Essaying – Theatre Anglonauts

2016 marks our 21st trip since we launched the UK Theatre course in 1995. We’ve had 345 Anglonauts.

In years of yore, we traveled right after commencement, and our sometimes chilly itinerary included places like Dublin and Galway (Ireland) and, in England, Bath (with its Royal Crescent and Pulteney Bridge—twin to the Ponte Vecchio in Florence), Stratford-Upon-Avon (home to three very different theatres and to the Bard’s crypt), Oxford (with a cooling pause at the Inklings’ Eagle & Child pub), and Cambridge (there to savor an evensong at King’s College Chapel)—and, always, London. Day trips have taken us to Salisbury (tallest cathedral spire in the UK—at 404 feet) and nearby Stonehenge (big gray stones; little red poppies), to Ely (named for its eels, and home for a decade to Oliver Cromwell), to Coventry (with its massive Graham Sutherland tapestry behind the altar of the 1962 cathedral, itself verging on the ruins of the Nazi-bombed 14th-century cathedral), and, in Ireland, to the Aran Islands, to James Joyce’s tower in Sandycove, to Dublin’s Glasnevin Cemetery, chaste resting place for the 19th century’s greatest English poet, Gerard Manley Hopkins, and to the village of Kinvara, where Dawn and John Sarrouf got engaged and began scheming up Elijah and Esme Sarrouf.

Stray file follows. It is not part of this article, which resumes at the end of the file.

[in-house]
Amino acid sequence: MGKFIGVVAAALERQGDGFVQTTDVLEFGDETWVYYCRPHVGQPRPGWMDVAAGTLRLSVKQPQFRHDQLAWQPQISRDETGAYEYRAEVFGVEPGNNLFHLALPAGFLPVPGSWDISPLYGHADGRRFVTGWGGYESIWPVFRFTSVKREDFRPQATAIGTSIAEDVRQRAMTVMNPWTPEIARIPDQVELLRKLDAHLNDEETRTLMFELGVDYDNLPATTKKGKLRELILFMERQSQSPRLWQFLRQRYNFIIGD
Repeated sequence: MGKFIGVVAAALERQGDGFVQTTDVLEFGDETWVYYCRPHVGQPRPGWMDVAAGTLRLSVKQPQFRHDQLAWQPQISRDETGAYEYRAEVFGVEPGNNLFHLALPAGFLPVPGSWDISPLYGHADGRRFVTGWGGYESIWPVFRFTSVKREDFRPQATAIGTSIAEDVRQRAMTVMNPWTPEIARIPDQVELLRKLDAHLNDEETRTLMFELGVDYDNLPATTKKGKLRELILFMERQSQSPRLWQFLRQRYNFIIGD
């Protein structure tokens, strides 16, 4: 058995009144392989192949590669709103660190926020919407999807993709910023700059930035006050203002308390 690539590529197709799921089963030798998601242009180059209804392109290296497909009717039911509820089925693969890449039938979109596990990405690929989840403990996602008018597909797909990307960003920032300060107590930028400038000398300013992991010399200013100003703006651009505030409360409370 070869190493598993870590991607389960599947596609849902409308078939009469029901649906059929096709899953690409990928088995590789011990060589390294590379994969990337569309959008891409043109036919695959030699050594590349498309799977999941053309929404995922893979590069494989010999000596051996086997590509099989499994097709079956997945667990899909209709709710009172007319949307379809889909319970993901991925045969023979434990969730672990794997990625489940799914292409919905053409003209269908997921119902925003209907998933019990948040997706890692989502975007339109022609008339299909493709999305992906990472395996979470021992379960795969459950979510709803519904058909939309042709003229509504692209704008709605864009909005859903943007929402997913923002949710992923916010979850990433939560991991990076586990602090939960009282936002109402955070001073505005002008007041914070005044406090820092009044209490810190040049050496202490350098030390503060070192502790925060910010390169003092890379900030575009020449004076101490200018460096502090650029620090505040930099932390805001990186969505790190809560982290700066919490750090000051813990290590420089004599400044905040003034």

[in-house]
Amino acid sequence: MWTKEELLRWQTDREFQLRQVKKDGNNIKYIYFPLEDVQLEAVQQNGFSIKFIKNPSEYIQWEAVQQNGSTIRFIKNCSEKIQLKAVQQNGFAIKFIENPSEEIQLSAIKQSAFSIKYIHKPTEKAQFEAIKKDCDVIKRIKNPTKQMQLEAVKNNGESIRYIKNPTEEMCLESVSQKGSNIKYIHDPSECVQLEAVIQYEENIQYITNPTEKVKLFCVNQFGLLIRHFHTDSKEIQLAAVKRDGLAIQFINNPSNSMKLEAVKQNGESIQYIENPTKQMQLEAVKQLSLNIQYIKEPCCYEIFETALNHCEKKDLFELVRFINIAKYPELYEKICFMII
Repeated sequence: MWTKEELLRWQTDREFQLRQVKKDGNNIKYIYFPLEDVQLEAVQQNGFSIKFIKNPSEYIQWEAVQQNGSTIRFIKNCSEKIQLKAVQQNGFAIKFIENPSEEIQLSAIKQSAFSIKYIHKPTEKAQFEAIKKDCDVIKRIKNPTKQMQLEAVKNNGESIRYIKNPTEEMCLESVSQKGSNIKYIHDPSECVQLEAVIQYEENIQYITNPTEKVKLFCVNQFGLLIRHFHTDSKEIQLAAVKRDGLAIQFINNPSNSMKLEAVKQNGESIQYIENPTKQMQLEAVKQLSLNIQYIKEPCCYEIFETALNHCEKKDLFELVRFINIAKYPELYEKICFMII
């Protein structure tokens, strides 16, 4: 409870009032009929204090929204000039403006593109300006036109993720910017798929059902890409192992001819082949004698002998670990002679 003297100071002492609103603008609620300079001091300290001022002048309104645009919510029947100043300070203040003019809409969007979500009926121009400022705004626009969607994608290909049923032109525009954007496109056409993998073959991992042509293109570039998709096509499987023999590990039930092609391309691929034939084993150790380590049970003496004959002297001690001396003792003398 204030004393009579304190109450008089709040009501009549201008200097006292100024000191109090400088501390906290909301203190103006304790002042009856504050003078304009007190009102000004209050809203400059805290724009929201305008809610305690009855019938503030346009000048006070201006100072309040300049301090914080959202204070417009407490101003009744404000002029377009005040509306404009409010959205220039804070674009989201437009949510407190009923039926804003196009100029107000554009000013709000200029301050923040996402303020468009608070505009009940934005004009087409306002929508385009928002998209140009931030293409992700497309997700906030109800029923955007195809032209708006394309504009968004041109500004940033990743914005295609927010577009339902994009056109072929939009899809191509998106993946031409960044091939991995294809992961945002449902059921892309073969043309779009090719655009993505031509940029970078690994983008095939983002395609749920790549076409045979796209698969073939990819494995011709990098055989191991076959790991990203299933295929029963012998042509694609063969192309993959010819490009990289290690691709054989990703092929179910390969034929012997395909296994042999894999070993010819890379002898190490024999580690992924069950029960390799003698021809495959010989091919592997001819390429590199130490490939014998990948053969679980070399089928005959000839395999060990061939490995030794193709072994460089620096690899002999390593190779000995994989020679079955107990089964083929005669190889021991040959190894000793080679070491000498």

In 2004 we switched to an August trip that included a week in Edinburgh to take advantage of the thousands of theatre, dance, music, spoken word, and nearly unclassifiable performances in the Edinburgh Festival Fringe, the world’s largest arts festival. There we see as many events as we can in one week: Jeff Miller manages three shows a day on most days (when he’s not supine in Princes Street Gardens). In the lee of the Castle of Edinburgh another engagement occurred, Norm and Jean’s, and soon after that spot was memorialized in a painting.